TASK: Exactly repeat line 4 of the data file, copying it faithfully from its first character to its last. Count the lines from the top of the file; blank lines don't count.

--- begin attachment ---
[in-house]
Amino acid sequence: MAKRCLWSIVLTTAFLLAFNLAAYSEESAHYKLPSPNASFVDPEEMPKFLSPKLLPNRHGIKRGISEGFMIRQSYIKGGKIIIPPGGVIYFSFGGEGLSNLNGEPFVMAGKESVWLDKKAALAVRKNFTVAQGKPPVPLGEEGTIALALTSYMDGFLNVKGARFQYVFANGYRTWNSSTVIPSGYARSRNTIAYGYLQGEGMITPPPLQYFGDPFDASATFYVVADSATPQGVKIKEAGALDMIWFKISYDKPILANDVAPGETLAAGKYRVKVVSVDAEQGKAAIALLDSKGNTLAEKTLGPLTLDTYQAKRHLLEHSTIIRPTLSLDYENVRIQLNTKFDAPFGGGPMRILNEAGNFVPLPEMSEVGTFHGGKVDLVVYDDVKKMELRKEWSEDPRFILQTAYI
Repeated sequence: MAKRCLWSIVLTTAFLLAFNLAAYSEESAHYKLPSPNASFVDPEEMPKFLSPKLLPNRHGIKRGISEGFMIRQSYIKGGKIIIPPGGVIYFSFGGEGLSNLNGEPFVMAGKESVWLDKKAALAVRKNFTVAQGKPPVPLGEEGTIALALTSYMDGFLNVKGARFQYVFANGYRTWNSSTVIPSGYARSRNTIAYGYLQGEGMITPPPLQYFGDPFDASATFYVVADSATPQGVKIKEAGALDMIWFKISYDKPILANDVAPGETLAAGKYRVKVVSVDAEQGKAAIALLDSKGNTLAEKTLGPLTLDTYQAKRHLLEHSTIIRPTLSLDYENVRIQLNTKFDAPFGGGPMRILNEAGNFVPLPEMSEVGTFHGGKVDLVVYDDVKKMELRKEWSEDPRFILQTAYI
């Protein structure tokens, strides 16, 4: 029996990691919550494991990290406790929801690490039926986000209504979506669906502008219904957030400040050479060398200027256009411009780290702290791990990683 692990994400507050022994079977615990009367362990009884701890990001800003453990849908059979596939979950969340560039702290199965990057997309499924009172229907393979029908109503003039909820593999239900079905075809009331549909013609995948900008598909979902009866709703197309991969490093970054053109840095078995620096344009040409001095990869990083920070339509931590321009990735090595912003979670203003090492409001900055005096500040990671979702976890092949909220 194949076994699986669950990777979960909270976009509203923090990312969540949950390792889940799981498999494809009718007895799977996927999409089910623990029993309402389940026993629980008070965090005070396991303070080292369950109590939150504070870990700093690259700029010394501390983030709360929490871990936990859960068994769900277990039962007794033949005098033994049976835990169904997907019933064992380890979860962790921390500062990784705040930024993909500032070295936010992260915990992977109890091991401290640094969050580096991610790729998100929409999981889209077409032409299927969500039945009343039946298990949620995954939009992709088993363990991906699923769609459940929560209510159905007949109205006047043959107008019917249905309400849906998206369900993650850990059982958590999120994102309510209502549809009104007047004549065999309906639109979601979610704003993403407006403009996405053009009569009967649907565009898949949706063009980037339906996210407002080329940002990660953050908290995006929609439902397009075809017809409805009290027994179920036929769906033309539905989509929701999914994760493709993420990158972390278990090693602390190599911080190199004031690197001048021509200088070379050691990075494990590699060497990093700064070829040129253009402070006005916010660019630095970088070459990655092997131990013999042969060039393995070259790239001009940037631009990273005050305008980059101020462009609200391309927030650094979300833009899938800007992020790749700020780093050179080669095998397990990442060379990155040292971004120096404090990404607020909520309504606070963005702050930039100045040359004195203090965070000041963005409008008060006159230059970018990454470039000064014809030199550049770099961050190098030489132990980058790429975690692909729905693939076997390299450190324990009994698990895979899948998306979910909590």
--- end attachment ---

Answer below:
């Protein structure tokens, strides 16, 4: 029996990691919550494991990290406790929801690490039926986000209504979506669906502008219904957030400040050479060398200027256009411009780290702290791990990683 692990994400507050022994079977615990009367362990009884701890990001800003453990849908059979596939979950969340560039702290199965990057997309499924009172229907393979029908109503003039909820593999239900079905075809009331549909013609995948900008598909979902009866709703197309991969490093970054053109840095078995620096344009040409001095990869990083920070339509931590321009990735090595912003979670203003090492409001900055005096500040990671979702976890092949909220 194949076994699986669950990777979960909270976009509203923090990312969540949950390792889940799981498999494809009718007895799977996927999409089910623990029993309402389940026993629980008070965090005070396991303070080292369950109590939150504070870990700093690259700029010394501390983030709360929490871990936990859960068994769900277990039962007794033949005098033994049976835990169904997907019933064992380890979860962790921390500062990784705040930024993909500032070295936010992260915990992977109890091991401290640094969050580096991610790729998100929409999981889209077409032409299927969500039945009343039946298990949620995954939009992709088993363990991906699923769609459940929560209510159905007949109205006047043959107008019917249905309400849906998206369900993650850990059982958590999120994102309510209502549809009104007047004549065999309906639109979601979610704003993403407006403009996405053009009569009967649907565009898949949706063009980037339906996210407002080329940002990660953050908290995006929609439902397009075809017809409805009290027994179920036929769906033309539905989509929701999914994760493709993420990158972390278990090693602390190599911080190199004031690197001048021509200088070379050691990075494990590699060497990093700064070829040129253009402070006005916010660019630095970088070459990655092997131990013999042969060039393995070259790239001009940037631009990273005050305008980059101020462009609200391309927030650094979300833009899938800007992020790749700020780093050179080669095998397990990442060379990155040292971004120096404090990404607020909520309504606070963005702050930039100045040359004195203090965070000041963005409008008060006159230059970018990454470039000064014809030199550049770099961050190098030489132990980058790429975690692909729905693939076997390299450190324990009994698990895979899948998306979910909590």